Monday, June 15, 2009

Divine Behavior Management

Eliphaz continues his advice to Job. Here are a few selections from chapters 4 and 5:
8 As I have observed, those who plow evil and those who sow trouble reap it.
6 For hardship does not spring from the soil, nor does trouble sprout from the ground.
17 "Blessed is the man whom God corrects; so do not despise the discipline of the Almighty.
First he asserts that trouble doesn't come from "nowhere." In his observations of life, those who plow and sow wrong shall reap wrong. Psychologists call this the "Just World Phenomena." Many of us are stuck in the world view that good things happen to good people and bad things happen to bad people. Of course our world is full of cause/effect and probability; sex is likely to lead to pregnancy, deceit is likely to lead to strained relationships, aggression is likely to be met with retaliation. The danger of this thinking lies in how it leads us to judge those who face unfortunate circumstances, or blaming the victim.

In our search for meaning in this world, this attitude can serve our society well as individuals are motivated to "do good." But in regards to social justice it also makes it easy to lack sympathy for those who are down and out. So far, we don't seem to have any indication that Job "deserved" this in any special sense. If anything this tragedy comes as a result of him being so righteous.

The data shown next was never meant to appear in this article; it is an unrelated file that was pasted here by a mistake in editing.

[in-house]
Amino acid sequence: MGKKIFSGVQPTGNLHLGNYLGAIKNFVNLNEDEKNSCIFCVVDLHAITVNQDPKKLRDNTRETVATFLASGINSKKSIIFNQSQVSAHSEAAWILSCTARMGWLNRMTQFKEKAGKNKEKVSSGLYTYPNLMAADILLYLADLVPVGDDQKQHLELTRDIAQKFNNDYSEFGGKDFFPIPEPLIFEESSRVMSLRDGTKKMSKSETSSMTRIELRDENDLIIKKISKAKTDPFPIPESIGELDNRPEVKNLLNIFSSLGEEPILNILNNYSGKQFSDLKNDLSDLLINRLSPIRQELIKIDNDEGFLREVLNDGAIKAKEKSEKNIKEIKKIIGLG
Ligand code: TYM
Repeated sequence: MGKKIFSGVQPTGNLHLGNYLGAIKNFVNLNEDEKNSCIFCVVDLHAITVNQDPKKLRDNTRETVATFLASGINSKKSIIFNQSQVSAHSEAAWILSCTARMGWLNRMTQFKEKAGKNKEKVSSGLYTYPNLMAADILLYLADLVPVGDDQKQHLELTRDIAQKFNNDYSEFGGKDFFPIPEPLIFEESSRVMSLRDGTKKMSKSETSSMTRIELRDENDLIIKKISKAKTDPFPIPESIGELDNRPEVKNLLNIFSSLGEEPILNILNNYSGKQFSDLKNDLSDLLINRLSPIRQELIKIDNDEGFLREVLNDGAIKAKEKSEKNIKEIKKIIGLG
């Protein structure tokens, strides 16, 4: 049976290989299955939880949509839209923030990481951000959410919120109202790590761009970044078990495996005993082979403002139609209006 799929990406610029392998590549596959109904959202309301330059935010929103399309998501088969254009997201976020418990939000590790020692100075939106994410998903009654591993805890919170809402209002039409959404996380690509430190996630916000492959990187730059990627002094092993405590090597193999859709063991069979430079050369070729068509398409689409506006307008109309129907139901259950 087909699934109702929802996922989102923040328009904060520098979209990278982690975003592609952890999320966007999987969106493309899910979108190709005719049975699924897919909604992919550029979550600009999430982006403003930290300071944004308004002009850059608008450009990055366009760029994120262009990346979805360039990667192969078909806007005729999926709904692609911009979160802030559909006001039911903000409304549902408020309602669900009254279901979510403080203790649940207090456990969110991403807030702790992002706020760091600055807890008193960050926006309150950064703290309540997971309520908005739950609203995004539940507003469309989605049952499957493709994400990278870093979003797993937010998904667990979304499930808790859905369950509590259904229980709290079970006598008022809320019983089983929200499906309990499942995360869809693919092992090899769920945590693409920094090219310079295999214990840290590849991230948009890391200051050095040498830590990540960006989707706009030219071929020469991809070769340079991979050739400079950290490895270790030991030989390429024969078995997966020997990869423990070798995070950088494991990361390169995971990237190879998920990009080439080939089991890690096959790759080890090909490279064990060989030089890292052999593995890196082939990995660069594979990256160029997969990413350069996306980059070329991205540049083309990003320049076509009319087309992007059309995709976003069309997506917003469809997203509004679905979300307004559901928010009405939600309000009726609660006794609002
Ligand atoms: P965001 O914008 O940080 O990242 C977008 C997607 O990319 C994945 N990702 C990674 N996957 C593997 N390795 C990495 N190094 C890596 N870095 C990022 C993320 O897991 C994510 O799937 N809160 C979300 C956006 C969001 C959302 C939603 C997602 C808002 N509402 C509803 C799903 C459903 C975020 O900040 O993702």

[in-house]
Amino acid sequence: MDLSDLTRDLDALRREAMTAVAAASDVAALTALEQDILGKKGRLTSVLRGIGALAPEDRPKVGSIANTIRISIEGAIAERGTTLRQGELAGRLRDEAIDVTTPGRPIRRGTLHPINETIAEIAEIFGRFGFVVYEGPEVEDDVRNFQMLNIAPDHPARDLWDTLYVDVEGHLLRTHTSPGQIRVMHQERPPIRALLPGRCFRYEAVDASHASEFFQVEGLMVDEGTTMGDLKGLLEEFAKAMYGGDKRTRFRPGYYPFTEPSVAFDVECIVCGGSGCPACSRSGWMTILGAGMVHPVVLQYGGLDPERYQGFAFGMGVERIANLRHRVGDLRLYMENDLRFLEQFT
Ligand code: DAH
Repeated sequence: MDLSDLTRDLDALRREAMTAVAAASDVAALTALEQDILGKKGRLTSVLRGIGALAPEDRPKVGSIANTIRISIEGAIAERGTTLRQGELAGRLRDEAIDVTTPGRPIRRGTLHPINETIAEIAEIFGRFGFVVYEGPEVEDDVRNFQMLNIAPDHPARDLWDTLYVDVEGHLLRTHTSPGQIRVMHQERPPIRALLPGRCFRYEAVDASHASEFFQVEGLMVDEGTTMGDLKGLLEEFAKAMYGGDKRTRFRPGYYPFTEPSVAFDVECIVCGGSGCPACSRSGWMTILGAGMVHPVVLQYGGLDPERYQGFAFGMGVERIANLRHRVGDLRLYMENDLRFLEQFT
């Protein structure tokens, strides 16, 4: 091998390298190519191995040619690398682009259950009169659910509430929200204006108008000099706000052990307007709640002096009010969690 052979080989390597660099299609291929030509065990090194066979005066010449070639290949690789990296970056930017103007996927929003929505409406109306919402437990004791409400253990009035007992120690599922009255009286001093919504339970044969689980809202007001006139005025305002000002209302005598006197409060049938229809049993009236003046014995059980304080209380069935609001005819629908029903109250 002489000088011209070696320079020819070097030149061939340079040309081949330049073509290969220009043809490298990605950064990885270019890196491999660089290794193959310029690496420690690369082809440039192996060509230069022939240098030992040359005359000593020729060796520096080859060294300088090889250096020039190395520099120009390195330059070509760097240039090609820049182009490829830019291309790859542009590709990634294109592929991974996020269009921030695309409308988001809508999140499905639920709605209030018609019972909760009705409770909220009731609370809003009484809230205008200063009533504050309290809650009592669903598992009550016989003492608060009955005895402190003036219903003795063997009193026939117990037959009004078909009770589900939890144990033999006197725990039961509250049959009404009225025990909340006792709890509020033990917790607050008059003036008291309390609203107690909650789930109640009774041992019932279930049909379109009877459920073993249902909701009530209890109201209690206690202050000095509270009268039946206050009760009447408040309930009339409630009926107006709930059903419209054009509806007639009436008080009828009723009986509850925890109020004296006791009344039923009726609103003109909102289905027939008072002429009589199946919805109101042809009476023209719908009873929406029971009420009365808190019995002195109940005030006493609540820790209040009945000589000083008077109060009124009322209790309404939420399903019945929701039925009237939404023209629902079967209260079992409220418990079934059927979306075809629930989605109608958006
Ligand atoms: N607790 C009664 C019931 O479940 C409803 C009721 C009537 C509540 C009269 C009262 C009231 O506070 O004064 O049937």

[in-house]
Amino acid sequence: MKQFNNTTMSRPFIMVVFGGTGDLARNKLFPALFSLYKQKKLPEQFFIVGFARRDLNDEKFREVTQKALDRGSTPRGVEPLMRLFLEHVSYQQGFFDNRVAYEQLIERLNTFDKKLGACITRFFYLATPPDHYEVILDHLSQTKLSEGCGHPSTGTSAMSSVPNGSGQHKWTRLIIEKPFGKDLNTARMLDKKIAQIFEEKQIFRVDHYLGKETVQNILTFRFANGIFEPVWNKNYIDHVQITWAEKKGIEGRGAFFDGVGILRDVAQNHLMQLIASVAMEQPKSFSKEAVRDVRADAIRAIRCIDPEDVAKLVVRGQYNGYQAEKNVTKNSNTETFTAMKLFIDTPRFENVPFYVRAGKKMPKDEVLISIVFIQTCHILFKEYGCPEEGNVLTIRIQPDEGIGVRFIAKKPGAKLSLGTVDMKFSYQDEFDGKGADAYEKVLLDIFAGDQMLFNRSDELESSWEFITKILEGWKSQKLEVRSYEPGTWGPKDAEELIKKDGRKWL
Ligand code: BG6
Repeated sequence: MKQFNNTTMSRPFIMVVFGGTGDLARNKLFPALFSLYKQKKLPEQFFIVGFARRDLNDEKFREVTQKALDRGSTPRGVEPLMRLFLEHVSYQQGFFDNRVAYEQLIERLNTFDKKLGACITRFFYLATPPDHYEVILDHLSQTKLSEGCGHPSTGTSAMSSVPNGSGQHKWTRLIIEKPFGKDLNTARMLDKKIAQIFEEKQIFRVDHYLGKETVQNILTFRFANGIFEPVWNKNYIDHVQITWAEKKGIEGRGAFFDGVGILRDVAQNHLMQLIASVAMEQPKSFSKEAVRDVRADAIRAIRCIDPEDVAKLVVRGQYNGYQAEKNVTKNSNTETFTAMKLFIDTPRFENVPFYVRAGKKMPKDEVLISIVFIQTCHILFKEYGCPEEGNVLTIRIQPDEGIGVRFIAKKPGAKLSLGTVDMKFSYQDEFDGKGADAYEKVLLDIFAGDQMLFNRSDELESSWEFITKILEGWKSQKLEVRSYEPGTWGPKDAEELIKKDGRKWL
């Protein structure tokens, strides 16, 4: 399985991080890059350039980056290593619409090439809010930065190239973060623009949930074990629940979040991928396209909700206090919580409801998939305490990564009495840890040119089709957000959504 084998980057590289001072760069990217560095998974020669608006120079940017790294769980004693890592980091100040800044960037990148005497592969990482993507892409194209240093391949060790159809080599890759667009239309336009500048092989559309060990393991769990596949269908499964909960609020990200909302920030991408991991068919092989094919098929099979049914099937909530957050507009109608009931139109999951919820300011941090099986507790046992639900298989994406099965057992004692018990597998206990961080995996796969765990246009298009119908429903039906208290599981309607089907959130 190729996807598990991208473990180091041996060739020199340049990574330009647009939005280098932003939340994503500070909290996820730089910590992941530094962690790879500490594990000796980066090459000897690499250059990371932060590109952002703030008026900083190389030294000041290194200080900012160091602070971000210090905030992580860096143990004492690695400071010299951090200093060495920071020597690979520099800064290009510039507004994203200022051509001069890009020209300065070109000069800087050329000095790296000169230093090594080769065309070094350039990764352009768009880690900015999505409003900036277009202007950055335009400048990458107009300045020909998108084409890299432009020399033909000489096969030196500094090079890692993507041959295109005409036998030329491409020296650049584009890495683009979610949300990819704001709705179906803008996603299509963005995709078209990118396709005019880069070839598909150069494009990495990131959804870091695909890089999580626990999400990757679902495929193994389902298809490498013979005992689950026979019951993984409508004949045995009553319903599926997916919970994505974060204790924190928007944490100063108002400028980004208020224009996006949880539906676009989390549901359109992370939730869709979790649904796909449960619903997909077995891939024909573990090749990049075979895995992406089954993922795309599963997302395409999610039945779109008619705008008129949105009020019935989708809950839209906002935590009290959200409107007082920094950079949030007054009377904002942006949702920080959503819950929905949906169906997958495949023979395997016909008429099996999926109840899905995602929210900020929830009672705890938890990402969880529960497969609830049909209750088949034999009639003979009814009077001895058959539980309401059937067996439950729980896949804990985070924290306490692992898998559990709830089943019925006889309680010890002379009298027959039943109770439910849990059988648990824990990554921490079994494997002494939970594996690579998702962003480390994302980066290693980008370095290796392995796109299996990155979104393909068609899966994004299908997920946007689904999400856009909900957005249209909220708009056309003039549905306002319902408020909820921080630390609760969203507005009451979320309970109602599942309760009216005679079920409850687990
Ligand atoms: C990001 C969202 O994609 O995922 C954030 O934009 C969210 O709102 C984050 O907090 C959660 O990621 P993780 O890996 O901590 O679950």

Eliphaz asserts that God must be putting Job through this trial for some reason, that Job must have erred in some way to bring this misfortune on himself and his only hope is in throwing himself at the mercy of God. This thinking must be tempting for Job, he seems to be at the end of his rope, but wouldn't that play right into the plan of Satan. What will Job choose?

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